Nine years later, in 1832, Paris is in upheaval because of the impending death of General Lamarque, the only man in the government who shows mercy to the poor. The young street urchin Gavroche mingles with the prostitutes and beggars on the street, while students Marius Pontmercy and Enjolras discuss what will happen after Lamarque's death ("Look Down"). The Thénardiers have since lost their inn, and Thénardier now leads a street gang. They prepare to con some charitable visitors who turn out to be Valjean and Cosette. Éponine also takes part. Before taking watch, she has a conversation with Marius, whom she secretly loves. As the gang is about to con the visitors, Éponine warns Marius to stay out of it and runs away. As Marius chases after her, he bumps into Cosette and falls in love with her at first sight, much to the dismay of Éponine. Thénardier suddenly recognizes Valjean, and he and the gang attack him. Éponine then warns that Javert is coming ("The Robbery"). He arrives on the scene and thwarts the robbery, not recognizing Valjean until after he and Cosette escape. Thénardier informs Javert of a brand he saw on Valjean ("Javert's Intervention"). Javert vows to the stars that he will find Valjean and recapture him ("Stars"). Marius persuades Éponine to help him find Cosette. Despite her own feelings for him, she reluctantly agrees to help ("Éponine's Errand").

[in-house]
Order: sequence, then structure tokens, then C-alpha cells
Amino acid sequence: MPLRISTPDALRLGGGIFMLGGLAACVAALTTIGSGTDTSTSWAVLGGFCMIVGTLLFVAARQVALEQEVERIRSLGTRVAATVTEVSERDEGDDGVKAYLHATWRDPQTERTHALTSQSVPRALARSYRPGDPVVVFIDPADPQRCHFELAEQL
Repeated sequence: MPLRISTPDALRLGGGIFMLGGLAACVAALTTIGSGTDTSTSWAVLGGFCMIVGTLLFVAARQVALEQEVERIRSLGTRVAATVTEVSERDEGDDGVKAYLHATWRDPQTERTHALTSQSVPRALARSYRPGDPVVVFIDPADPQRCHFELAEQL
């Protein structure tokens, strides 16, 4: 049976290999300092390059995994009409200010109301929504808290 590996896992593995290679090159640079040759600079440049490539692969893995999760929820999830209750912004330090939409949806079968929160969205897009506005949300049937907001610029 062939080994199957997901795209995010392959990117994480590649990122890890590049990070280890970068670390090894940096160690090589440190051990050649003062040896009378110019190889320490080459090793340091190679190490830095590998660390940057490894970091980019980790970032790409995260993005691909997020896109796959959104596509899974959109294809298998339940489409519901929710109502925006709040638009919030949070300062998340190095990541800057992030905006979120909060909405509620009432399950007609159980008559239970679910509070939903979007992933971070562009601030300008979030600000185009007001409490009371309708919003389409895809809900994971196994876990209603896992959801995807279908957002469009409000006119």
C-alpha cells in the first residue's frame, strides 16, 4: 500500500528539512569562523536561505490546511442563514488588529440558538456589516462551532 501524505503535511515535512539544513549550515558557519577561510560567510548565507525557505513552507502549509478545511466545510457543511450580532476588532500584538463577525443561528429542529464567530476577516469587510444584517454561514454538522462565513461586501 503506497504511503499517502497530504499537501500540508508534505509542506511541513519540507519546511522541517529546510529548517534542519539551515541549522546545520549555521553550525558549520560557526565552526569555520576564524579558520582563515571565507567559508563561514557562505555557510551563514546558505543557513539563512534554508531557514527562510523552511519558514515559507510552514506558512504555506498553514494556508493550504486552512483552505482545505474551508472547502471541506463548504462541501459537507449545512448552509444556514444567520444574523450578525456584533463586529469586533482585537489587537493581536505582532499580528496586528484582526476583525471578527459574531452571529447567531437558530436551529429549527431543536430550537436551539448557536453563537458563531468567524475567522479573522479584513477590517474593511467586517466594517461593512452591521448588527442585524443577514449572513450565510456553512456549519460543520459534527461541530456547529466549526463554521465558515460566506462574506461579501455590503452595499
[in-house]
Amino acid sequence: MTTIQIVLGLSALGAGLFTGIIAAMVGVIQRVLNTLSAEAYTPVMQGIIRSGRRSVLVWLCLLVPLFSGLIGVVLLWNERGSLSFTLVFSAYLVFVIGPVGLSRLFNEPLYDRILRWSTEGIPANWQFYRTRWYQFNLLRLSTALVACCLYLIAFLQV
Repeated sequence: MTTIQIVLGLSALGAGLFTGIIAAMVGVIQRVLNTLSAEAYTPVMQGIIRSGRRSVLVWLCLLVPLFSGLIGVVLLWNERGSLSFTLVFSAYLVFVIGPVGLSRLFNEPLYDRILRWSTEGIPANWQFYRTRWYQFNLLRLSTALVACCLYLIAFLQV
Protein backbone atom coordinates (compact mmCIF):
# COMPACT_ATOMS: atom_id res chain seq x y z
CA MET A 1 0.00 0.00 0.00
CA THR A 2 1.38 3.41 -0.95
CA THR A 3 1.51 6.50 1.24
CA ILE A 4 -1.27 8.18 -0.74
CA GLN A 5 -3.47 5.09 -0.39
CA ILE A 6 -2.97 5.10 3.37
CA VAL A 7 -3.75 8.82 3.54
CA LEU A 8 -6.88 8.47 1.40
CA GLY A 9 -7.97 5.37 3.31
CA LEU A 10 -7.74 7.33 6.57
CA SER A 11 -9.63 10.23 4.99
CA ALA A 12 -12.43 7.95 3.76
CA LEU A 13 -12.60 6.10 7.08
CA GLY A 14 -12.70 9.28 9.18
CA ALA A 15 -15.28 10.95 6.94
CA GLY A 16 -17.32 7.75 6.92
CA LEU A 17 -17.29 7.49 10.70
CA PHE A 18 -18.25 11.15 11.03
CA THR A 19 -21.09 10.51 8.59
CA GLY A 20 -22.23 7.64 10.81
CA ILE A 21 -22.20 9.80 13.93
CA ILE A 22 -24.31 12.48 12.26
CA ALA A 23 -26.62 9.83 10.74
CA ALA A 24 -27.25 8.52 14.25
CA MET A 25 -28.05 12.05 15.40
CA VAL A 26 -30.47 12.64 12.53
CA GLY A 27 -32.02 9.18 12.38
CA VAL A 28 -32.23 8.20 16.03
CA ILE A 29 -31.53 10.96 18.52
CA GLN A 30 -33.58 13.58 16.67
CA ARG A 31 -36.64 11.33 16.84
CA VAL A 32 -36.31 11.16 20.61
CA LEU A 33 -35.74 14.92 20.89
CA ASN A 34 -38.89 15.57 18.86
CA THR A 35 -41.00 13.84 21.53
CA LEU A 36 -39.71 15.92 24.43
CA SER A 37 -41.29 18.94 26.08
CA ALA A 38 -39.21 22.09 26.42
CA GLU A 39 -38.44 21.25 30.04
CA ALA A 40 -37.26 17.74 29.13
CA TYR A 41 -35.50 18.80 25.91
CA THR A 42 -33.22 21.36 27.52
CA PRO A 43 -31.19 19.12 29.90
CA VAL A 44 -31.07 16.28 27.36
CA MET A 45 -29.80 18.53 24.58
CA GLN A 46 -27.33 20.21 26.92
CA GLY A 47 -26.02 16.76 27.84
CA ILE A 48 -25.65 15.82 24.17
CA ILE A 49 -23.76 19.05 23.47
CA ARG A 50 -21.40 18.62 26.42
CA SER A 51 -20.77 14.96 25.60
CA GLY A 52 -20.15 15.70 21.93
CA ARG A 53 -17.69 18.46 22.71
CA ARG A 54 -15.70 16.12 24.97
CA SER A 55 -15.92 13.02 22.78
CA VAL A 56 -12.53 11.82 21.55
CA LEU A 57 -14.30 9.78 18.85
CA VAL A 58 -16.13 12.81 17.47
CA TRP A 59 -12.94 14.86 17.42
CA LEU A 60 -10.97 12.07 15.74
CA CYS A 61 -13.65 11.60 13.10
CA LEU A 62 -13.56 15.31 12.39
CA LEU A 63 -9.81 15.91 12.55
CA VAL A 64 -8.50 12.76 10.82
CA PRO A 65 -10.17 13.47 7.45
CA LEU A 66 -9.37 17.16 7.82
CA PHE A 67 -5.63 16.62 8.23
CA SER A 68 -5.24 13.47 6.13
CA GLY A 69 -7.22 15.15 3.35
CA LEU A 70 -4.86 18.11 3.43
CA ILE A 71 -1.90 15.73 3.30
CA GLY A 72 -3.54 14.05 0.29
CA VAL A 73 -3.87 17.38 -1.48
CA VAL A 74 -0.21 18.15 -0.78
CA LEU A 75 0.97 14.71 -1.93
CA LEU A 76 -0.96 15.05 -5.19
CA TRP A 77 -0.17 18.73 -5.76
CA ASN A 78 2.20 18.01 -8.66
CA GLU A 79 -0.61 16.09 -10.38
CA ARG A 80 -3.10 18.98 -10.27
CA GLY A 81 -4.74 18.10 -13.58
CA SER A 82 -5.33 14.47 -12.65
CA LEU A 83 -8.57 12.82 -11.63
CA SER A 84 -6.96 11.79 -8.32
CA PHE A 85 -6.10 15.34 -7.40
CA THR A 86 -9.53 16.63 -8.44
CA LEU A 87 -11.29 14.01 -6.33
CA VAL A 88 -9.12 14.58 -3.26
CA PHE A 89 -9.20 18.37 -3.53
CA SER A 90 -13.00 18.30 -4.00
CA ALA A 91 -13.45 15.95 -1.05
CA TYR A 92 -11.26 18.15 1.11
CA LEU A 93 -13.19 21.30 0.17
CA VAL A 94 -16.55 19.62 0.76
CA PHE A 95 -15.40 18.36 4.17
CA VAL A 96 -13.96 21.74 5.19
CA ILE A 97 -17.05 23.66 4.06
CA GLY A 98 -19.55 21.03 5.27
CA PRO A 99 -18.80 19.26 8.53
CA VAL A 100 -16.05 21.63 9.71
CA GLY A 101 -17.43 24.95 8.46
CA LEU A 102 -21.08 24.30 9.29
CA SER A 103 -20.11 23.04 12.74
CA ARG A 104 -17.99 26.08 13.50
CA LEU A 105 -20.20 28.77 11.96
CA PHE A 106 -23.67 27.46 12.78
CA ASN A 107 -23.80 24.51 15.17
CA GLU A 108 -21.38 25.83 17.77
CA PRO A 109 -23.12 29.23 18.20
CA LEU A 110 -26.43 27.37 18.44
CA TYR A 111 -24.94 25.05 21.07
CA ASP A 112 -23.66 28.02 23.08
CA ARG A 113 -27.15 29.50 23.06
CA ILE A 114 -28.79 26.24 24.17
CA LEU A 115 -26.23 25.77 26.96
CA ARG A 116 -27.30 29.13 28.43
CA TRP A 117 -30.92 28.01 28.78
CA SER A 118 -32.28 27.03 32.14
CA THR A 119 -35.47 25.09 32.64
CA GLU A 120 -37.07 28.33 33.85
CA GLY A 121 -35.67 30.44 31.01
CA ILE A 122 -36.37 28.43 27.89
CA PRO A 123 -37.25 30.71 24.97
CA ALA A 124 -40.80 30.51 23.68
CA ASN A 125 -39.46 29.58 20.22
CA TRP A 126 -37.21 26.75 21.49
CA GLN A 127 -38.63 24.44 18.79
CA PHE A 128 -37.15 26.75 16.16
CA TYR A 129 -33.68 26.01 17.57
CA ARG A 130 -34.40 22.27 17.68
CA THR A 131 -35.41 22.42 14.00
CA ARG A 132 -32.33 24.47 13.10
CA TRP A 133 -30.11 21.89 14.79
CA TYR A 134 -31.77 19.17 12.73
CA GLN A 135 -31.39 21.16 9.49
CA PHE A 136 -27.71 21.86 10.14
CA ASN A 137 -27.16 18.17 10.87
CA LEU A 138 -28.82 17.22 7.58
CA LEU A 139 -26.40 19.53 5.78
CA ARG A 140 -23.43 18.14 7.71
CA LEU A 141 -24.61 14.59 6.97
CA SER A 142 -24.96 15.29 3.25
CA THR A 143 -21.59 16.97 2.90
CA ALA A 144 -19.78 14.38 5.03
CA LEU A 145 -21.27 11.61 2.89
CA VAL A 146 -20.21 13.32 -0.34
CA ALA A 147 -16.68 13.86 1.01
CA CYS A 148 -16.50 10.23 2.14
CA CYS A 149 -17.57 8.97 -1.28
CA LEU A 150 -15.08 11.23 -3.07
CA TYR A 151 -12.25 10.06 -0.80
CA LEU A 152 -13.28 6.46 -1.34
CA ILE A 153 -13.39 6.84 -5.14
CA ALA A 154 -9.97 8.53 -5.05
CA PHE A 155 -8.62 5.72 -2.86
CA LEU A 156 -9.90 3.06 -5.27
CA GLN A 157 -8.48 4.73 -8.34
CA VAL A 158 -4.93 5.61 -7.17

At a small café, Enjolras prepares a group of idealistic students for revolution. Marius interrupts the serious atmosphere by fantasizing about his new-found love, Cosette and is mocked by Grantaire ("The ABC Café—Red and Black"). When Gavroche brings the news of General Lamarque's death, the students march into the streets ("Do You Hear the People Sing?"). At Valjean's house, Cosette thinks about Marius and laments that she doesn't truly know her history or Valjean's ("Rue Plumet—In My Life"). Marius and Éponine arrive, and Marius confesses his love to Cosette, which she reciprocates, while Éponine looks on sadly ("A Heart Full of Love"). Thénardier and his gang arrive intending to rob Valjean's house, but Éponine stops them by screaming ("The Attack on Rue Plumet"). The scream alerts Valjean who believes that Javert must have found him. He tells Cosette that they must flee the country.